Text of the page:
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Should you take PCFC or EPC ?

‍Globalisation is gradually integrating countries from south to north pole, from east to west which has given desired momentum to global trade. As soon as an organization decides to give taste of its products to global customer, it has to chart out a clear strategic policy, adhering to firm level strategic direction, to deal with competition on quality, quantity, price, distribution and support service. Trade cycle in international market stretches from few days to number of years, depending upon the product. MSMEs, engaged in global business, will have to be competitive in terms of price as most of the products are now treated as commodities, except with process or new technological improvement. It is imperative for MSMEs to control finance and forex fluctuation cost from pre-shipment to post-shipment to final collection of the trade. Government supports exporters through export finance assistance in the form of foreign currency short term loan & interest rate subvention through banking channel and insurance of export earning through ECGC.

Exporter can avail pre-shipment credit in the form PCFC (packing credit in foreign currency) or EPC (export packing credit in INR). As the name suggests, this facility is given only to procure raw material, do processing & packaging till the final shipment happens. Exporter will present confirm order or contract to bank for availing PCFC/EPC. Bank has to ensure that credit is used only for export purpose and not diverted to other business activities. Once goods are boarded, pre-shipment credit has to be settled through post-shipment credit or through proceeds of earlier export.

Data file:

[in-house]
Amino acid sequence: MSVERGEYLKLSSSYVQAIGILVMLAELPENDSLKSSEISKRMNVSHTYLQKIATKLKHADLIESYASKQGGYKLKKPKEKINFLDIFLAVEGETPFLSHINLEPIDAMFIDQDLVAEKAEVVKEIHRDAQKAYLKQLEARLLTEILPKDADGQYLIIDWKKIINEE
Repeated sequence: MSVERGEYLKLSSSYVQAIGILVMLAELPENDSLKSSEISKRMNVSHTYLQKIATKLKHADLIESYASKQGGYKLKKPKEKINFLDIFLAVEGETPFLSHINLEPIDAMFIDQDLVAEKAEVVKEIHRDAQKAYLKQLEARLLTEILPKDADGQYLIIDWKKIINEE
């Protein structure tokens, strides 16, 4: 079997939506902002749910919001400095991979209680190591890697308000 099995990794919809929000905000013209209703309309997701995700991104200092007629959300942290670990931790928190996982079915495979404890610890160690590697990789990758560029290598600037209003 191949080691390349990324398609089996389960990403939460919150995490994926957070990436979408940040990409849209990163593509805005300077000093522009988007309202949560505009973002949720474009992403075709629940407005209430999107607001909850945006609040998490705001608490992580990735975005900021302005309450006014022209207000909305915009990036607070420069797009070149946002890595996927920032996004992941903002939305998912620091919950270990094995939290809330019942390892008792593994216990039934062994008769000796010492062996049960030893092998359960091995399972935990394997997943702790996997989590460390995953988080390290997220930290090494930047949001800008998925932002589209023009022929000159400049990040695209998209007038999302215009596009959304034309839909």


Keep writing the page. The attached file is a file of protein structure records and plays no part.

PCFC are normally allotted as a sub limit to Fund Based limit and consideration is given to your past export performance. PCFC is quoted as LIBOR + spread. LIBOR can be 1,2,3,6 or 12 months depending upon your trade cycle. If an exporter has 2 months trade cycle, then there is no use of taking 3M LIBOR as interest rate will be high. Generally, 3M LIBOR varies from 0.5% in easy monetary condition to 3% in central bank tightening. Spread can vary from 100-250 basis point which is dependent upon credit rating and exporter’s servicing and uses of past pre-shipment finance facility. Exporter availing PCFC is naturally hedged as loans are in foreign currency which will be repaid by post-shipment finance mostly in foreign currency and post shipment financing facility will be knocked off by export earnings.

In case of EPC, exporter is prone to risk of forex fluctuations as credit is disbursed in INR. Exporter availing EPC needs to be cautious on two aspects, forward premium and interest rate subvention. At this moment, GOI gives 3% subvention to selected industries to promote export and employment opportunities. Forward premium is the interest rate differential between two countries risk free rate of interest i.e. yields on government bonds. Forward premium is now hovering around 4.3-4.4% annum. If an exporter is not passing forward premium benefit to importer then this income reduces interest cost burden.

Table mentioned below is a scenario analysis of PCFC Vs EPC

Hedge policy plays an important role in selecting from options available for pre-shipment and post shipment finance. Generally, banks do not pass on full premium as they charge some conversion margin from customer which they want to retain in any condition. In addition to this, they may trend up margin as exporter doesn’t have access to live interbank rate feed. Manager must have knowledge of forex hedging instruments available at his/her disposal to extract maximum premium and minimize risk. In nutshell, Finance/Treasury Manager must calculate benefits of drawing finance from either of the option by preparing a table.

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